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The spiritual successor to Beefplate, Platter is a starting point for many web projects at Beef. It is a combination of lots of work by many people, compiled, put together and some parts written / re-written by Liam Richardson and Craig Coles.

Platter is far from a finished product, but is aimed at being a neutral start for the variety of projects that we take on (though, we do favor a rails esque asset layout). Platter and its predecessors have been used for apps and sites built in Ruby on Rails, Noodall, Wordpress, Drupal, Magento, Joomla, Middleman, Sinatra as well as Static HTML sites.

How it works

Simple Bits first, there are some basic static files that get used in all sites.


This is where we store our basic layout for a HTML page. We use a lot of our own conventions, and borrow some from HTML5B et al. You no doubt have your own conventions, so feel free to ignore this as you please.


I'm not 100% sure why we included this, other than I like the idea of it. The Beef standard one is included, so edit / delete as you see fit.

error.html and 404.html etc

These are just standard error pages we re-skin for sites that don't get a specific error page built for whatever reason. This is separated from the rest of the app so it'll still load successfully if there is an major error, hence the in-line css.


We use the Ruby on Rails Asset Pipeline structure for our asset files, as thats what we mostly work in. As you would expect CSS is in stylesheets, JavaScript in javascripts, and Images in images.


Stylesheets is set up to use SASS. application.css acts as a manifest for all the other stylesheets, and thus no code should be written here, only import rules. We use the import method rather than a require so we can separate out variables and mixins. Each partial contains comments that indicate what content should be included.


This is the basic normalize stylesheet, with no aditions. It is included first to normalize (see what they did there...) all browsers, improving cross browser development.


A place to store all the variables, mixins and placeholders that you might need, and a good place to import things like Compass styles. Generally anything you don't actually want to get rendered there and then.


This is where all the basic site typography goes. Again, shouldn't really be using classes or ID's here. Also a good place to store your @font-face rules.


This is a SMACSS esque base file, with basic site styles for any HTML elements you plan on using. Again, no classes or ID's should be used here. I have some idea bout using the first 4 sheets listed to sever a basic ie6 / older mobile stylesheet, but not put it into action yet.


Where you start to structure your site. This would include basic layout rules, for the site, and styling for Header, Footer and other consistent site elements. Mostly for content you would find in a layout in Rails, or your header / footer / sidebar files in Wordpress for example.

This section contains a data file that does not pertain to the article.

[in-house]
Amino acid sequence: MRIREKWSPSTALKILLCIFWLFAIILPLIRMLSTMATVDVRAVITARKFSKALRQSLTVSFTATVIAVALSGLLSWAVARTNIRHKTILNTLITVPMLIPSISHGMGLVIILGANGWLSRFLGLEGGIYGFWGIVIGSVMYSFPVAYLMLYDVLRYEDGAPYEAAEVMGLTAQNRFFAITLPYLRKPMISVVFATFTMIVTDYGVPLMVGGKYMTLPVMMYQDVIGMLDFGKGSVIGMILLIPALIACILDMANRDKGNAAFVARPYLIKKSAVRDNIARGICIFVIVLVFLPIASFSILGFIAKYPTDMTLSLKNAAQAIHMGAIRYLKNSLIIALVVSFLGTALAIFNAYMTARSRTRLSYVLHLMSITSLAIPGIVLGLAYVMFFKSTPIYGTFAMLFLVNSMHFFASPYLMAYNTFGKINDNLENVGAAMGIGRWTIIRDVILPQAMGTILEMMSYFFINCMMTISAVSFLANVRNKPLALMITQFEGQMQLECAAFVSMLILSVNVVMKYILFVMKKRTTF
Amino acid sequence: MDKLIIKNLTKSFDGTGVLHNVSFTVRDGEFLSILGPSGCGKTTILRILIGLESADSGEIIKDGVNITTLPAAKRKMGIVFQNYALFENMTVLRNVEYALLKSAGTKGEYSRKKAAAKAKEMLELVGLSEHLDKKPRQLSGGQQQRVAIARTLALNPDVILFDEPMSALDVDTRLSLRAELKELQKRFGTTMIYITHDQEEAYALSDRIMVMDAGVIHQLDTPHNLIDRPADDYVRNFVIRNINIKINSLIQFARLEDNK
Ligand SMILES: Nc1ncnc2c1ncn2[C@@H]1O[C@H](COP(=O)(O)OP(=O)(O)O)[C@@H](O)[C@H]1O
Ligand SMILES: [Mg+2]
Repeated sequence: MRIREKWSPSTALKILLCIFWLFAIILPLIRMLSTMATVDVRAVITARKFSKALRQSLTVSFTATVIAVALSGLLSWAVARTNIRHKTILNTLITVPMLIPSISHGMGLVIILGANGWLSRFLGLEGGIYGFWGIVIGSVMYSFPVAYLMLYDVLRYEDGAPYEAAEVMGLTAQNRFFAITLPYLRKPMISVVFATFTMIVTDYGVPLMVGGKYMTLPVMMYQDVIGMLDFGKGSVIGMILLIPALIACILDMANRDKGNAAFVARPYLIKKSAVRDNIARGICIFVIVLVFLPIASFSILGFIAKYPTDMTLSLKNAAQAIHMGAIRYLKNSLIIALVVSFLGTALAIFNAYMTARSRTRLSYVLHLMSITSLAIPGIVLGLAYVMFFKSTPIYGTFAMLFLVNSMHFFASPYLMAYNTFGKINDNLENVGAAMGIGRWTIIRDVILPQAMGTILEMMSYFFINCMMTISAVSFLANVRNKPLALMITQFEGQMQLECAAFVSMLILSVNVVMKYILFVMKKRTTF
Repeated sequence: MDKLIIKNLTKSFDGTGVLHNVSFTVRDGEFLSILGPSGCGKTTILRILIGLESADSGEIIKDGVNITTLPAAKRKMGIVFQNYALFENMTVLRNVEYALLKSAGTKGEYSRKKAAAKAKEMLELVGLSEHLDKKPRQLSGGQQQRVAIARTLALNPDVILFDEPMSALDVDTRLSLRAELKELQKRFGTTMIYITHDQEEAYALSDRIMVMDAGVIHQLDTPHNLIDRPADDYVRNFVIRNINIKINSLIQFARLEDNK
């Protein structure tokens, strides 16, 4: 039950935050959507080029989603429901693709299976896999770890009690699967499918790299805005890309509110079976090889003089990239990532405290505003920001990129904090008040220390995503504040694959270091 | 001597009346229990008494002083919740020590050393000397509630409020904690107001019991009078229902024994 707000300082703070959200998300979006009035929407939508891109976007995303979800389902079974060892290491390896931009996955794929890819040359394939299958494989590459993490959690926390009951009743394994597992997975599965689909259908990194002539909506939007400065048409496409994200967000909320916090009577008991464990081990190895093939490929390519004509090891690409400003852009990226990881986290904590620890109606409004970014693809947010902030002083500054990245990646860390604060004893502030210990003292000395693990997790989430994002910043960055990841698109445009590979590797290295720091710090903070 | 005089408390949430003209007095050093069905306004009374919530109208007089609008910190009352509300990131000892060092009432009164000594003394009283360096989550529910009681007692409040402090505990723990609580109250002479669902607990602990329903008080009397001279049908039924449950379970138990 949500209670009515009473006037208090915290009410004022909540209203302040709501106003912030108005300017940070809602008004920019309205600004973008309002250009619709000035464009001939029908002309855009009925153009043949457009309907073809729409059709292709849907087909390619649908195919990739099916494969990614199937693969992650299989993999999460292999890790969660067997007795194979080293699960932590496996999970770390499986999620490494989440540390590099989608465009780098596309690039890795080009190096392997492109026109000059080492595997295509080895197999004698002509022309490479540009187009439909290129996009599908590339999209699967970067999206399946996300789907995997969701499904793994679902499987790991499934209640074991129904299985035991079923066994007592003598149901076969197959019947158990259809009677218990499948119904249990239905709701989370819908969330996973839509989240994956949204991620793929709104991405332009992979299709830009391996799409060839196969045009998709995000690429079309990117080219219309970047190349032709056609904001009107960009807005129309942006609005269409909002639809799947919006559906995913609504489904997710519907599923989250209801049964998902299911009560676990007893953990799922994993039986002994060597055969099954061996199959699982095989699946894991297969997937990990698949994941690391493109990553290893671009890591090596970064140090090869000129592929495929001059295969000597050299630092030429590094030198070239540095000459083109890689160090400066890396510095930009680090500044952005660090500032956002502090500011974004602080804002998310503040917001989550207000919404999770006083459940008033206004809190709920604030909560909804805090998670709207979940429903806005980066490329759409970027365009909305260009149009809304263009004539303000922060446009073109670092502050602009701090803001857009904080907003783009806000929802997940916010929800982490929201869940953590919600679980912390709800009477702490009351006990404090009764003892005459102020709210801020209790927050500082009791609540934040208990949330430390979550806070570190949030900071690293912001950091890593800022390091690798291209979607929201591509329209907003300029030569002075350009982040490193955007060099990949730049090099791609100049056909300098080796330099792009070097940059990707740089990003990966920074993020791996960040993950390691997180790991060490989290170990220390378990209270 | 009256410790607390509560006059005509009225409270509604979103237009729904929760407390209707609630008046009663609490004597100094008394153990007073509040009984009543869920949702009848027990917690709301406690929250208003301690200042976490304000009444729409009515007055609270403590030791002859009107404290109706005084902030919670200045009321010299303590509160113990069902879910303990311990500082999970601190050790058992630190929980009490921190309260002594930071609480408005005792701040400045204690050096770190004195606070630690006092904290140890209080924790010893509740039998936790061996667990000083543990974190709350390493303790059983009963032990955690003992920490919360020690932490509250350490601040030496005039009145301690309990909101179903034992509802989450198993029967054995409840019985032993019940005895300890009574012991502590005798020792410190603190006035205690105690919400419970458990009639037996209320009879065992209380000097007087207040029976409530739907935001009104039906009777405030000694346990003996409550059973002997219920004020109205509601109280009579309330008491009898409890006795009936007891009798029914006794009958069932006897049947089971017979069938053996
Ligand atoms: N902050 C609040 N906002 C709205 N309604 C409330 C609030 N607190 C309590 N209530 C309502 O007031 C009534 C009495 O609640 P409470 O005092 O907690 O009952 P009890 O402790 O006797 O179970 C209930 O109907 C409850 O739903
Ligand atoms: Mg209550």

This is where specific styles for each of the templates or page types on your site. This includes the column structures, page specific elements and anything that isn't across the board.


We always find that our blog/news styling is massive, so we moved it out into its own stylesheet. If your site dosn't use articles, or it doesn't deviate massively from your core templates, feel free to ignore and include in your _templates.scss.


This is where we keep styles for site wide components. Some examples include widgets, CMS components, sub navigation etc. Anything that is reusable on multiple pages.


Styling for any forms in the site. We try and layout specific styles first, then do any specific modifiers bellow in the same file.


We're still working out how to fully integrate Responsive Design into our work flow, so for now we've moved media queries out into a septate file. I suspect these will be moved in-line with time, but for now this suits us best. Some basic device specific MQ's are included, but these are just a guide, breakpoints should be based on when the design actually breaks.

Common Tasks

The following is a set of common tasks that need to be completed for each project you use Platter on.

  • Update the Year and Site Title Keywords in HTML pages (index/404 etc)
  • Update Meta Data
  • Update humans.txt
  • Create custom local version of Modernizr and update path in index.html.
  • Add Google Analytics account code
  • Update which jQuery version you need, and add a local backup.
  • Update url paths for CSS / JS files (dependent on your SASS implementation, asset pipelines etc)
  • Remove comments and compress CSS and JS files

Inspiration / Starting Points

We don't necessarily follow all of the following exactly, but they all inspired something within the Platter core.


Liam Richardson

Craig Coles



Platter is a starting point for many web projects at Beef


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